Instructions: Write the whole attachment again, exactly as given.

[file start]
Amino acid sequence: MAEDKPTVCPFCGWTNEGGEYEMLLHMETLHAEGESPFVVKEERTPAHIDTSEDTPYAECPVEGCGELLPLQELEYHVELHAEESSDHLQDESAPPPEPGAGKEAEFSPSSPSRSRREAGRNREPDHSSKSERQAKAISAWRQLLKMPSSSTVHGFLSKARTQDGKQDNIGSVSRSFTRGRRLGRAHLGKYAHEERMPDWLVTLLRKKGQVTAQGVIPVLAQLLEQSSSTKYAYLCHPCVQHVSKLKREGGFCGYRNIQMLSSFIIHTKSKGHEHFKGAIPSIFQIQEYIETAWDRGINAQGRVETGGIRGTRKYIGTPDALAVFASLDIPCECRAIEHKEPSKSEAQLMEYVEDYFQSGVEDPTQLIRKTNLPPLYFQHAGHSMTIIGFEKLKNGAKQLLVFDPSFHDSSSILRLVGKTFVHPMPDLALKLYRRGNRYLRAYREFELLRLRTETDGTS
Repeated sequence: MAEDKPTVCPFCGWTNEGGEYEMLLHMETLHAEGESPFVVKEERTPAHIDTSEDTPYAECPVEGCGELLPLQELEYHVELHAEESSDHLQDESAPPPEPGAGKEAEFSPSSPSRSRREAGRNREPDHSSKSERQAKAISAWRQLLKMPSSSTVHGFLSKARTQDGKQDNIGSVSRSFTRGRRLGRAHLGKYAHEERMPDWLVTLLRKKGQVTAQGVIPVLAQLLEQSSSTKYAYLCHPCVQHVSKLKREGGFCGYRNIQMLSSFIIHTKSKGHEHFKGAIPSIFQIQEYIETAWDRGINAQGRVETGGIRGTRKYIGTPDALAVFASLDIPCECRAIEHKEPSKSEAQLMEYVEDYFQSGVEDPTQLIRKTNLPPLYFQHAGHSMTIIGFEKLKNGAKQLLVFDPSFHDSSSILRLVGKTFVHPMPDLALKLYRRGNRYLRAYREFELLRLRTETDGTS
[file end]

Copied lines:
Amino acid sequence: MAEDKPTVCPFCGWTNEGGEYEMLLHMETLHAEGESPFVVKEERTPAHIDTSEDTPYAECPVEGCGELLPLQELEYHVELHAEESSDHLQDESAPPPEPGAGKEAEFSPSSPSRSRREAGRNREPDHSSKSERQAKAISAWRQLLKMPSSSTVHGFLSKARTQDGKQDNIGSVSRSFTRGRRLGRAHLGKYAHEERMPDWLVTLLRKKGQVTAQGVIPVLAQLLEQSSSTKYAYLCHPCVQHVSKLKREGGFCGYRNIQMLSSFIIHTKSKGHEHFKGAIPSIFQIQEYIETAWDRGINAQGRVETGGIRGTRKYIGTPDALAVFASLDIPCECRAIEHKEPSKSEAQLMEYVEDYFQSGVEDPTQLIRKTNLPPLYFQHAGHSMTIIGFEKLKNGAKQLLVFDPSFHDSSSILRLVGKTFVHPMPDLALKLYRRGNRYLRAYREFELLRLRTETDGTS
Repeated sequence: MAEDKPTVCPFCGWTNEGGEYEMLLHMETLHAEGESPFVVKEERTPAHIDTSEDTPYAECPVEGCGELLPLQELEYHVELHAEESSDHLQDESAPPPEPGAGKEAEFSPSSPSRSRREAGRNREPDHSSKSERQAKAISAWRQLLKMPSSSTVHGFLSKARTQDGKQDNIGSVSRSFTRGRRLGRAHLGKYAHEERMPDWLVTLLRKKGQVTAQGVIPVLAQLLEQSSSTKYAYLCHPCVQHVSKLKREGGFCGYRNIQMLSSFIIHTKSKGHEHFKGAIPSIFQIQEYIETAWDRGINAQGRVETGGIRGTRKYIGTPDALAVFASLDIPCECRAIEHKEPSKSEAQLMEYVEDYFQSGVEDPTQLIRKTNLPPLYFQHAGHSMTIIGFEKLKNGAKQLLVFDPSFHDSSSILRLVGKTFVHPMPDLALKLYRRGNRYLRAYREFELLRLRTETDGTS